Showing posts from July, 2012

Imagine--Jonah Lehrer

In his third book length publication Jonah Lehrer takes on the world of creativity, innovation, and to some extent imagination--though that is hardly touched upon at all.  Leaving the secure ground of neuroscience (particularly in the second half og the book) Lehrer strays into the fields of social psychology and sociology with somewhat mixed results.

Perhaps that is only for me.  I tend to become quite skeptical when research involves more than empirically verifiable fact and strays off into the territory of group interaction.  You can say that something worked, but it seems difficult to pinpoint why that something worked in the particular instance.  Taking the well-known example of Pixar, Lehrer  (summarizing the work of others, implies that success was largely the result of architecture forcing hallway meetings and interchange.  This, in turn, blossomed into some of the wonderful films we see from the studio.  If such chance meetings and random conversations were really the breedin…

The Lieutenant--Kate Grenville

I'm not certain that enough good can be said of Kate Grenville.  In this second book of a trilogy devoted to the early history of Australia, she gives us the story of  Daniel Rooke--fashioned loosely after the real-life character of William Dawes.  William Dawes was an early student of the Aboriginal peoples and their language as well as an astronomer and all round polymath.  He was expelled from Australia and went on to join forces with William Wilberforce and, eventually, to open a school for freed-slaves in Antigua.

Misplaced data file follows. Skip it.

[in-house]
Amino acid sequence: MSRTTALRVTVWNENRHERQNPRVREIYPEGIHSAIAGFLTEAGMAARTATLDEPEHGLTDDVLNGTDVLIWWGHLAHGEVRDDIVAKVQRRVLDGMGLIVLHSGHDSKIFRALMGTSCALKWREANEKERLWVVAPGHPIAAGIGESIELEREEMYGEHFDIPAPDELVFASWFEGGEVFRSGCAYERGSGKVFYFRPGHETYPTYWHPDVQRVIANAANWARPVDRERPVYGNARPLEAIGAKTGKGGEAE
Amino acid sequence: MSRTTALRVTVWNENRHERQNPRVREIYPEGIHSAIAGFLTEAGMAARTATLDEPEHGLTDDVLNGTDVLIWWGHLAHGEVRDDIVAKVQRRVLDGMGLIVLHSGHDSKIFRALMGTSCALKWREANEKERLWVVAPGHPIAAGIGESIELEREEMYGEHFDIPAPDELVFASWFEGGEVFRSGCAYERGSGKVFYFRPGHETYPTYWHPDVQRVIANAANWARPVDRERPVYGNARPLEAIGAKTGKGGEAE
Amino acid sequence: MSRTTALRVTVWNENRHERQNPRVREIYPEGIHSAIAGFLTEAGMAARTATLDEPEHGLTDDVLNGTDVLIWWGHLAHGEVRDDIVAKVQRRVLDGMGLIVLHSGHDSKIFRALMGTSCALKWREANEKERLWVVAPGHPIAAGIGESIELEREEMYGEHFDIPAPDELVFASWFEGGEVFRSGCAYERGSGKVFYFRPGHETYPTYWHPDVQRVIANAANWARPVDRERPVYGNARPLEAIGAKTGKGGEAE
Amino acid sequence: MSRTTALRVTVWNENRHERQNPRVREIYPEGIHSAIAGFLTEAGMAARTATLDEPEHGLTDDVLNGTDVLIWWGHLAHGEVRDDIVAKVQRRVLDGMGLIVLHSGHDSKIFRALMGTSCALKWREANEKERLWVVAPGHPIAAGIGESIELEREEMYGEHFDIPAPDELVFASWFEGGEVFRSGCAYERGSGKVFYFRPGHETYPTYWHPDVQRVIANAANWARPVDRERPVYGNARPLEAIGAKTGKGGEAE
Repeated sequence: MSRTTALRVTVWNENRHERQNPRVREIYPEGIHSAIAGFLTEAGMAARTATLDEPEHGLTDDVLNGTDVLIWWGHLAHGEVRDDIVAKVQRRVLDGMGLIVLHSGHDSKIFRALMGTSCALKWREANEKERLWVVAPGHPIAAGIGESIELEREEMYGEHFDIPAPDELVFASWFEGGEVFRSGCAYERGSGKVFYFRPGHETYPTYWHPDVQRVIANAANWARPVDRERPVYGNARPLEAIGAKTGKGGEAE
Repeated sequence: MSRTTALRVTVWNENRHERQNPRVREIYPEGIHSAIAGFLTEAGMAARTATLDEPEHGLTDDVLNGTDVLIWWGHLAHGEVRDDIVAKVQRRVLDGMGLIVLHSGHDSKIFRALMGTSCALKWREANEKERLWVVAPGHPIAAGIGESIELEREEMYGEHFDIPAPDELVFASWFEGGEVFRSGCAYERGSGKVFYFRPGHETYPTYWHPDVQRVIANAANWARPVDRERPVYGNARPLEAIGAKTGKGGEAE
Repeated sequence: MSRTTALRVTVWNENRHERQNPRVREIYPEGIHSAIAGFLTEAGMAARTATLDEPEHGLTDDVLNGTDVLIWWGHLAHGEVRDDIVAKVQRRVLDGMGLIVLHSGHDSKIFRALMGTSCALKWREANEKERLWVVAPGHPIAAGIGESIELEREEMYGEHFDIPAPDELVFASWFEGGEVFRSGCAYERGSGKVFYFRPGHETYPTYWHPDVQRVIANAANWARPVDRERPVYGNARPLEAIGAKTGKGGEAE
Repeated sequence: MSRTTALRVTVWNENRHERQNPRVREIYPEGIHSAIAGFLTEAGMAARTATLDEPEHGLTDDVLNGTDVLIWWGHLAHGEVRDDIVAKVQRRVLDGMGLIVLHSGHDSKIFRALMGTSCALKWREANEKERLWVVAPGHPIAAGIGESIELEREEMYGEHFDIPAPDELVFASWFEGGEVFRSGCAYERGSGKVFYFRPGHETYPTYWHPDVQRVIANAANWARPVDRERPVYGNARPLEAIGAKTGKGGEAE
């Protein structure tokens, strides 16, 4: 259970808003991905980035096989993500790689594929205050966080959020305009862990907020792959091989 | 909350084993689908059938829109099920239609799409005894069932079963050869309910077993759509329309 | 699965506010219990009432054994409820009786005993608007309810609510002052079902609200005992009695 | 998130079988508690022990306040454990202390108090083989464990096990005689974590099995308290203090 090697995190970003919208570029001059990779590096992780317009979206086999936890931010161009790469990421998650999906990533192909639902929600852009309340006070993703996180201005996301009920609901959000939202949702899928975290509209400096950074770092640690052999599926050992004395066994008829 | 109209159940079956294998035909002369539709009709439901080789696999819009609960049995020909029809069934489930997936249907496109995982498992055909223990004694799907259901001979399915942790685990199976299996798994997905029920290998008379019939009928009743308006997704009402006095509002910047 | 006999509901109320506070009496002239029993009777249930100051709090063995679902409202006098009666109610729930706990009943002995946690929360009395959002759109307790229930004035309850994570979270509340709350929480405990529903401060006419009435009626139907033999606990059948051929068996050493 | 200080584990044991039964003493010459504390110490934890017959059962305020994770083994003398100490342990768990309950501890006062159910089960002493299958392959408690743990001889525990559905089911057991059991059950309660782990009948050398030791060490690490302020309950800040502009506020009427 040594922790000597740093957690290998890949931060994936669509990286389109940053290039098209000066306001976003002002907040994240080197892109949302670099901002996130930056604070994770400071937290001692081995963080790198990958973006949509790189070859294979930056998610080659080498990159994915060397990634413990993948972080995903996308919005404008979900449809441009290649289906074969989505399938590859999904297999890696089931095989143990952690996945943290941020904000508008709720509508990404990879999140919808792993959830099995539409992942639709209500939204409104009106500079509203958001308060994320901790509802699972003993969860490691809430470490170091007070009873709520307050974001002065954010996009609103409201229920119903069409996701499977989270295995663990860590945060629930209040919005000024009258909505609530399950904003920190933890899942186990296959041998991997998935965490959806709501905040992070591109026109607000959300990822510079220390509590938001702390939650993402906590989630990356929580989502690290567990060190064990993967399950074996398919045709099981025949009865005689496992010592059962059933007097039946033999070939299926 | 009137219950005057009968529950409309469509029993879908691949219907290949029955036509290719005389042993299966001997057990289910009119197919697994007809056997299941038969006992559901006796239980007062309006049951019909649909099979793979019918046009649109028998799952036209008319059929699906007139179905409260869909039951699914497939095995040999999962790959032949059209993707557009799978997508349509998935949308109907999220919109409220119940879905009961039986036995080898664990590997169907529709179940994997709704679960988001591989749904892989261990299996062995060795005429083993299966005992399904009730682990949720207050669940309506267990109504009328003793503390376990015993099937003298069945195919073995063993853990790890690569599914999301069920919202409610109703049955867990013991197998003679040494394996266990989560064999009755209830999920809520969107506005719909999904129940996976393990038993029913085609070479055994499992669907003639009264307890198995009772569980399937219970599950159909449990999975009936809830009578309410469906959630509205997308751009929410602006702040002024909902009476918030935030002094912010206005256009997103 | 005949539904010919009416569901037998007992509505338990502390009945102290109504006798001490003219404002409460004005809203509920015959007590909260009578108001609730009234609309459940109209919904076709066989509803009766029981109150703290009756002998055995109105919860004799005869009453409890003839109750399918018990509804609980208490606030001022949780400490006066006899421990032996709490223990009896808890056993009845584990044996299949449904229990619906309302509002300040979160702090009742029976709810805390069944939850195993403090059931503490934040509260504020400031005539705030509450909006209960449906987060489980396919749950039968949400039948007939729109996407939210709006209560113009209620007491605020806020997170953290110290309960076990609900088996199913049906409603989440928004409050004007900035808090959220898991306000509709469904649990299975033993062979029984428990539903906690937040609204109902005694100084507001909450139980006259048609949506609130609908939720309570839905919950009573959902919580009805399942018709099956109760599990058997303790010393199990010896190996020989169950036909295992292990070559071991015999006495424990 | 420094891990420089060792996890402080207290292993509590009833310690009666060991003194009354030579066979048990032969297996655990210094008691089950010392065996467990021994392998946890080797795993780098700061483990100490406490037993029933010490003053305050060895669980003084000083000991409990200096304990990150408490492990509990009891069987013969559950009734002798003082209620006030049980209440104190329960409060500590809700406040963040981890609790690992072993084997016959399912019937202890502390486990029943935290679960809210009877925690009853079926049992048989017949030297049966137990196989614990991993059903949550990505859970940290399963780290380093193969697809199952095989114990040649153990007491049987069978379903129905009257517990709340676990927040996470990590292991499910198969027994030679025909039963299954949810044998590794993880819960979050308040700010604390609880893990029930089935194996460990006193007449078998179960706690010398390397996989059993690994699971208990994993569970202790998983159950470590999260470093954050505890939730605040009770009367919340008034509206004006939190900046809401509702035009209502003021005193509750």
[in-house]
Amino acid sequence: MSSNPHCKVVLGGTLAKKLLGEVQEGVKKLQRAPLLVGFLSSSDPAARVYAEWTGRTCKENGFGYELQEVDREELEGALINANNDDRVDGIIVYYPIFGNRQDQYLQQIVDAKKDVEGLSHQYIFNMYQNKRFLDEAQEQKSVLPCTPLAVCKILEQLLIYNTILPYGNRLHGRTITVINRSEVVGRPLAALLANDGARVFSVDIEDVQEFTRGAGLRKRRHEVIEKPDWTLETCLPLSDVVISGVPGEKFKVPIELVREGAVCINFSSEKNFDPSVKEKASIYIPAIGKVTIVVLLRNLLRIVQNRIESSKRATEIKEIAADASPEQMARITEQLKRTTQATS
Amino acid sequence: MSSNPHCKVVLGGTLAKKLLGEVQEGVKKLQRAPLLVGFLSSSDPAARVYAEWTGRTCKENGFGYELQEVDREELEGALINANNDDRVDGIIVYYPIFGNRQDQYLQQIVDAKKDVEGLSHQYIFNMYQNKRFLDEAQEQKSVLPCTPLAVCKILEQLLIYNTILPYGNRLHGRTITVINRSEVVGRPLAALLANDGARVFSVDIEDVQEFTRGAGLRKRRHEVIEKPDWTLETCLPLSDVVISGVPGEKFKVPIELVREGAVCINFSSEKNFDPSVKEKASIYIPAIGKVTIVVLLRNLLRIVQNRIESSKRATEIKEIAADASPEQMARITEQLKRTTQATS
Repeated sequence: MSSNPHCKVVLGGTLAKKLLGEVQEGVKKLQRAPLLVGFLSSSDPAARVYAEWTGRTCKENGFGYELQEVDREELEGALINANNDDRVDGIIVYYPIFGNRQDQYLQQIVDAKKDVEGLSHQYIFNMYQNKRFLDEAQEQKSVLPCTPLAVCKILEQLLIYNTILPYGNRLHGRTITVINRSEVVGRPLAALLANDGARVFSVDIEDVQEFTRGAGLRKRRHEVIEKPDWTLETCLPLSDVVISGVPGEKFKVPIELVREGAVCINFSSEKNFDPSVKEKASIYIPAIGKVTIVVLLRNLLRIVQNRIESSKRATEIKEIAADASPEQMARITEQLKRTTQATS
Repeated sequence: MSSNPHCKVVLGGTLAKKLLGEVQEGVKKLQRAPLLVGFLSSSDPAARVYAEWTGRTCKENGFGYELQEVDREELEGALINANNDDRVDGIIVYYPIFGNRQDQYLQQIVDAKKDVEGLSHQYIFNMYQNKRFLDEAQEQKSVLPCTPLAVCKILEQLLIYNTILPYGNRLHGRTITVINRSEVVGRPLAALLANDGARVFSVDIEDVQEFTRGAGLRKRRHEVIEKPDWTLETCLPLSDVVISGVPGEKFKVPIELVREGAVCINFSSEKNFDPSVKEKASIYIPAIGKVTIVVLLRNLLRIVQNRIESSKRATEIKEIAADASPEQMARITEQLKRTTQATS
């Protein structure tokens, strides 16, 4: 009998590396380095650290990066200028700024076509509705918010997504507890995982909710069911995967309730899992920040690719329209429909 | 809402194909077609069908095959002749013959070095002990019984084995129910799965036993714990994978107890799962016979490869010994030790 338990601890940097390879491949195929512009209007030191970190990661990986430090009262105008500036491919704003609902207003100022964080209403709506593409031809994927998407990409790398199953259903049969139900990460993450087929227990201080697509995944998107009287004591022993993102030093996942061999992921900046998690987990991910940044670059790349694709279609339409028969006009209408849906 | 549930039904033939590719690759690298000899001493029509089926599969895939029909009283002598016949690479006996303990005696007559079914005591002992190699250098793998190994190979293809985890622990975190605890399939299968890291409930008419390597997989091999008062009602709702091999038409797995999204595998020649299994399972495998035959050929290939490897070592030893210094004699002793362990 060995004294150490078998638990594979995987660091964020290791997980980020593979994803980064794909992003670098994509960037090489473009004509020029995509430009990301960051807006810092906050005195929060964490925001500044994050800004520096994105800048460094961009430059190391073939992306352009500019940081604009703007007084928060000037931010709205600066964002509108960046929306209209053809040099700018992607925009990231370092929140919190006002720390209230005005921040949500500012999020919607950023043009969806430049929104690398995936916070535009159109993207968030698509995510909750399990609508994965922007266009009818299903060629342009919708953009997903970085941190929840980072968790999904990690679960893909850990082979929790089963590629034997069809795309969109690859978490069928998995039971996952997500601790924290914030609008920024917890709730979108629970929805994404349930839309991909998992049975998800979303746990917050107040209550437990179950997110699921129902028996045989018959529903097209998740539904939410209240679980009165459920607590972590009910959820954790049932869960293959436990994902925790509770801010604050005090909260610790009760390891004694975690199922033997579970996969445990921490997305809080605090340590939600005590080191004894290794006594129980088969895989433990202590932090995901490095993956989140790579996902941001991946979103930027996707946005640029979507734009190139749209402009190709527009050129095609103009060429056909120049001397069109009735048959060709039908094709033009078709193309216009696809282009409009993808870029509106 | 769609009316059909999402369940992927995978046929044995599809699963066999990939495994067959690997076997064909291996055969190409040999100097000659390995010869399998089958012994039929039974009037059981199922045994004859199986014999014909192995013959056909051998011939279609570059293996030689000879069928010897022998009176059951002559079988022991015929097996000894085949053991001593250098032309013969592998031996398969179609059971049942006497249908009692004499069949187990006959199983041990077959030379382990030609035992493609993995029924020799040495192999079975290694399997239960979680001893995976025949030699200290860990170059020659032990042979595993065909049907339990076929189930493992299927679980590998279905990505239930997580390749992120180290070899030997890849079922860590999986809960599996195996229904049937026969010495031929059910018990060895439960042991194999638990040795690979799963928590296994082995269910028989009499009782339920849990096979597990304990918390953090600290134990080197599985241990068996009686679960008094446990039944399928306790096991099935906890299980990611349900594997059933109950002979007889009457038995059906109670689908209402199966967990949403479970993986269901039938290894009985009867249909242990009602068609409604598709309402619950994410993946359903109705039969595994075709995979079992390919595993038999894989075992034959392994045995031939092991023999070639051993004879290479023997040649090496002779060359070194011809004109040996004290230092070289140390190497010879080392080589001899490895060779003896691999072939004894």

What Ms. Grenville gives us here is a remarkable story of first contact--of trying to forge the bonds of understanding that would bridge a vast gulf between the experiences of two different cultures.  She performs a remarkable feat in being able to show us the darkness of "civilization" as viewed by the aboriginal people.  She also speaks of the tenderness of heart and kindness that can bridge any gap.  She does all of this in language at once supple and l…

The Secret River--Kate Grenville

One Saturday I happened into the library and stumbled upon a relatively new book by Kate Grenville with the title of Sarah Thornhill. I might not have given it a second glance--but truth is, I did, and doing so discovered that it was the prize-winning third volume of a trilogy.  Never one to start at the end I went looking for the other two volumes and stumbled upon The Secret River. As is the way with a great many things from the library, it took me a while to get around to it, and then some time to get into it.  And once again, I'm very glad I did.
The Secret River tells the story of William and Sarah Thornhill from the time that William was born to an impoverished family in the London Slums through the time of his transportation to Australia and on to his eventual success there.  In the course of the story, he marries Sarah who goes with him to Australia and in the strange way that things transpired in that early colony becomes his overseer and master.  They land in what was to…